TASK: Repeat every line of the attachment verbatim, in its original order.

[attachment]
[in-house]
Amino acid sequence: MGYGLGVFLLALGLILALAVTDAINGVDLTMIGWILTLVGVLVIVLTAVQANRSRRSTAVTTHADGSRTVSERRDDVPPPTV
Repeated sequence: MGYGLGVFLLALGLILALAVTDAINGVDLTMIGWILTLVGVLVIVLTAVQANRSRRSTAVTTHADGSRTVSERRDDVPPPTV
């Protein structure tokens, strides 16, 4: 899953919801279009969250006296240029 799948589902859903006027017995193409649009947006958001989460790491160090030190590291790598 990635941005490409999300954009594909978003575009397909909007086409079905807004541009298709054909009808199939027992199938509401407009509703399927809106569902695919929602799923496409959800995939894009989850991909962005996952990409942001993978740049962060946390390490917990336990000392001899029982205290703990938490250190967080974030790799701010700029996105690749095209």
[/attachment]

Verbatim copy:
[in-house]
Amino acid sequence: MGYGLGVFLLALGLILALAVTDAINGVDLTMIGWILTLVGVLVIVLTAVQANRSRRSTAVTTHADGSRTVSERRDDVPPPTV
Repeated sequence: MGYGLGVFLLALGLILALAVTDAINGVDLTMIGWILTLVGVLVIVLTAVQANRSRRSTAVTTHADGSRTVSERRDDVPPPTV
């Protein structure tokens, strides 16, 4: 899953919801279009969250006296240029 799948589902859903006027017995193409649009947006958001989460790491160090030190590291790598 990635941005490409999300954009594909978003575009397909909007086409079905807004541009298709054909009808199939027992199938509401407009509703399927809106569902695919929602799923496409959800995939894009989850991909962005996952990409942001993978740049962060946390390490917990336990000392001899029982205290703990938490250190967080974030790799701010700029996105690749095209």